The Trouble with Highlanders by Mary Wine
Length: Full Length (296 pages)
Heat Level: spicy
Rating: 4.5 stars
Reviewed by Camellia
She Has Hardly Any Choices Left...
With her clan on the wrong side of the struggle for the Scottish throne, heiress Daphne Macleod, once the toad of the court, is out of options...
And They're All Dangerous...
Norris Sutherland once helped Daphne, but she walked away from him without a backward glance. Now she's in deep trouble and needs him more than ever. But he may be lost forever...unless she can somehow convince him to forgive her.
Daphne MacLeod’s and Norris Sutherland’s reactions to each other may not be “sane” or “normal”, but they almost scorch the pages. Nothing is done in halfway measures. The heir to the Earldom of Sutherland and the orphaned, impoverished and disgraced daughter of a laird are not a likely match, but their “seeing-if-they-fit” makes spellbinding reading.
Her coping after her fall from privilege into poverty, her determination to do her “duty” to a clan that does not respect her, and her “I will endure” attitude puts her on a rocky road. Of course, she had already made a choice that kept a feud from erupting but had disgraced her. Norris Sutherland, that Daphne calls a marauder in civilized clothing, had been very happy to help her with that and then gone on his merry way—only now he can’t seem to forget the beautiful, intrepid woman whose passion flamed along with his.
During the fifteenth century, the harsh, unforgiving Highlands produced harsh, unforgiving feuding clans that seemed to believe the end justified the means. Their unwritten code of ethics or the lack thereof is blood-chilling. To find gentleness and love amid all the killing, cruelty and misery is like finding a bit of heaven on earth.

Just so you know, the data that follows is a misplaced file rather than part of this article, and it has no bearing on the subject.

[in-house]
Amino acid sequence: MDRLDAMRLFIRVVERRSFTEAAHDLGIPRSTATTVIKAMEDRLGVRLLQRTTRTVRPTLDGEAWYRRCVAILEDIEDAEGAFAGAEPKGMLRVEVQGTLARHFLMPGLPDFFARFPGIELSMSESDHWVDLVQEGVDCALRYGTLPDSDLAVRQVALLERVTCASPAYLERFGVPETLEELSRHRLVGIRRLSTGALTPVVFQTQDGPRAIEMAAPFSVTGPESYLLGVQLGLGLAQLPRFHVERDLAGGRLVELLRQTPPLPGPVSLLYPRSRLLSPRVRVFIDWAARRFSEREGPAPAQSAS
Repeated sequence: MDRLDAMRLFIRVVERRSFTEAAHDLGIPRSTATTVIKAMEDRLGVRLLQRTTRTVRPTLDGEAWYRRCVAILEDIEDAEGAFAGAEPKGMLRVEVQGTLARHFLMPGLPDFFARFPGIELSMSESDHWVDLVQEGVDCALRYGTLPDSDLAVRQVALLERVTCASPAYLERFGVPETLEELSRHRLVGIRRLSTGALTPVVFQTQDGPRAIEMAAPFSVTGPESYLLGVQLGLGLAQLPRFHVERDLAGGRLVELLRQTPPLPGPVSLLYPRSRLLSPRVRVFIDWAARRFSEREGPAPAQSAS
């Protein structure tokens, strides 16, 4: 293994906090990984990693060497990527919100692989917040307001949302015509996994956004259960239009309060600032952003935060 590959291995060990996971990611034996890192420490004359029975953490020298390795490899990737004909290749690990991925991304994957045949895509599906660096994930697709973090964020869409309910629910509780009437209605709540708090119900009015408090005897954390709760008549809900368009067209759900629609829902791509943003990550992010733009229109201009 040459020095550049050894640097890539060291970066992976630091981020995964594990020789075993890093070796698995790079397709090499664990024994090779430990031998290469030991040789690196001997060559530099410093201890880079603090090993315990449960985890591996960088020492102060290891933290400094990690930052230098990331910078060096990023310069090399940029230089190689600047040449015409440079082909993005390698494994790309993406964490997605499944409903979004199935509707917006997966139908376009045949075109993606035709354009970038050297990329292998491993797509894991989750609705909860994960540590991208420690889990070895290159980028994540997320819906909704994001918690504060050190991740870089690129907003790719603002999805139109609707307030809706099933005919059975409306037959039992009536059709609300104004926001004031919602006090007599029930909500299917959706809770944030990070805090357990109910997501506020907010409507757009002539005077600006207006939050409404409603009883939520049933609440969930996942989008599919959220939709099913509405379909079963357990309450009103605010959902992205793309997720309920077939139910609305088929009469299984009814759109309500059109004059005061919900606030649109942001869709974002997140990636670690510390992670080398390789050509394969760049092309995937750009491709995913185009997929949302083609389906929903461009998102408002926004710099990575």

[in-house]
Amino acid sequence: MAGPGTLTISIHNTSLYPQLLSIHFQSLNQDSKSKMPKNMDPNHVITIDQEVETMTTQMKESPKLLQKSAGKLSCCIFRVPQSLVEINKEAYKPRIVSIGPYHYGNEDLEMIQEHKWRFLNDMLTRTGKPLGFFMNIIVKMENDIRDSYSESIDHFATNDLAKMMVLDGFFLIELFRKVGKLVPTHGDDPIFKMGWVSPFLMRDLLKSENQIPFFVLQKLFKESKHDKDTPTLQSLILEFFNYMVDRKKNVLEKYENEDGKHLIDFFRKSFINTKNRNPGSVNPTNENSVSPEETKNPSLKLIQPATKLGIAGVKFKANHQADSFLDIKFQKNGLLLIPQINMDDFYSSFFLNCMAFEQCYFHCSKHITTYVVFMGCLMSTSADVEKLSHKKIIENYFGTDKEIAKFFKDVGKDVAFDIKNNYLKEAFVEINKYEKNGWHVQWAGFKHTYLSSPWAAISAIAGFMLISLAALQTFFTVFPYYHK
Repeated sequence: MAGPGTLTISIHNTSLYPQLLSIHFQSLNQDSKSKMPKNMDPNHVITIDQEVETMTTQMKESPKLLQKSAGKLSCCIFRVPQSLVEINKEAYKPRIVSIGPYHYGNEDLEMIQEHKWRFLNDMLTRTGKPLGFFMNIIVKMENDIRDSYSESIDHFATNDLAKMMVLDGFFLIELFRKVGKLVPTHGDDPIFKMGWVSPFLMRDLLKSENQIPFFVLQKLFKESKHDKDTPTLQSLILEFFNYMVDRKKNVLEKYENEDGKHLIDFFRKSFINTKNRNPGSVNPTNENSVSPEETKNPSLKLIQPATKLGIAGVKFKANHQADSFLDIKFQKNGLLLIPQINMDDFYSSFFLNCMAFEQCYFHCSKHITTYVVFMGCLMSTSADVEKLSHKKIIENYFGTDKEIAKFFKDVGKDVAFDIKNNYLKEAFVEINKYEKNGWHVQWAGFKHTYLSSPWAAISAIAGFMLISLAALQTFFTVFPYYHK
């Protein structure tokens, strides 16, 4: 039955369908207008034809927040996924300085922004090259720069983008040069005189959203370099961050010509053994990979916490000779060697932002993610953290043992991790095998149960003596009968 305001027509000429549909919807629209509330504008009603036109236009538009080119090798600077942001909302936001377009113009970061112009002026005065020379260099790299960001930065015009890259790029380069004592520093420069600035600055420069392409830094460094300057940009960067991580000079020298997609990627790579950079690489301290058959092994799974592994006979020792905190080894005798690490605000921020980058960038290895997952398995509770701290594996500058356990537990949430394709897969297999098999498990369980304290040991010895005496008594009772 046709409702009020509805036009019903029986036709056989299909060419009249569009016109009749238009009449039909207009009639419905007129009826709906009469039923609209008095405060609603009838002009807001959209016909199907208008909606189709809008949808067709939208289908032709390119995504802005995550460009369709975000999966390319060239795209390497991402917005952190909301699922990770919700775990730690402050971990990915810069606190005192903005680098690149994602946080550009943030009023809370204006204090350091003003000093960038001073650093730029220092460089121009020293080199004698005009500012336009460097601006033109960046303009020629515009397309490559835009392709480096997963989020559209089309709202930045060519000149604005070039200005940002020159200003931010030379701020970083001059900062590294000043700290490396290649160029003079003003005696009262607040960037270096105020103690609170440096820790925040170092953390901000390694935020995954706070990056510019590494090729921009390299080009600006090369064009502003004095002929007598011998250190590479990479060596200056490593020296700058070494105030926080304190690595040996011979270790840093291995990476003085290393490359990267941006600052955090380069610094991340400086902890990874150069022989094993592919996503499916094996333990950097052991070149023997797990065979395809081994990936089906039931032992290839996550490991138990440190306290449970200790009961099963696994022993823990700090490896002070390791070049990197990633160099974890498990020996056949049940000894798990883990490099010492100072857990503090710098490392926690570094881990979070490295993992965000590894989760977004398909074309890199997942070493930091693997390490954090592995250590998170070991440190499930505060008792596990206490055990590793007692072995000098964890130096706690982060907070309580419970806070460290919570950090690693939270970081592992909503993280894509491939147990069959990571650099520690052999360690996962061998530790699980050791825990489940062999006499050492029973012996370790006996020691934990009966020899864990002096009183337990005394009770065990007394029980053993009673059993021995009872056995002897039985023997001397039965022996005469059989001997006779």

The way Morrell Comyn treats Daphne sends the temper raging. No human being should treat another the way he treats her. She does endure. But this reader zipped along the pages wanting to be sure this despicable character got his comeuppance. Even with the mores of the time less than charitable to women, his barbaric, savage actions horrify.
With a marriage for power and profit prized far above a marriage for love, true love had little hope of prevailing. While Daphne is settled at Dunrobin the Sutherland’s opulent castle, under the protection of Norris Sutherland and in his bed, she knows real fear when Sandra Fraser arrives with her brother Bari along with a big dowry. Sandra plans to marry Norris and even offers Daphne a deal. The conflict and vicious methods that ensue whip the story into frenzy. Sandra’s Machiavellian ways make one shudder.
The Trouble with Highlanders teems with intriguing secondary characters. Lytge Sutherland, Norris’s father is of the old school about marriage, but he has another agenda that adds a special bit of spice. MacNichols, Daphne’s jilted betrothed, and his wife, who is also his true love, play significant roles as the climax nears. Gahan, Norris’s half brother, is a powerful force in the workings of the Sutherlands. He and Saer, Daphne’s half brother, would be interesting characters to get to know more about. Their controlled savage nature seems ready to erupt at any time.
Mary Wine keeps the adrenaline pumping with sizzling love scenes, savage Highlanders who are quick to judge, a demanding, threatening priest, antagonists both male and female that all but breath fire as they pursue their own agendas uncaring of all else. The fast pace keeps the focus on the goal while the woven in history keeps one grounded in the time and place of events. Ms. Wine takes one’s emotions on a rollercoaster ride from the horrific to the heavenly. Her hero and heroine’s happy-ever-after is hard won and precious. It is magical as it should be for she is his fire fairy strong and true. He is her marauder lover—a magnificent Highlander, savage with a thin veneer of civilized but gentle and unabashedly in love with her.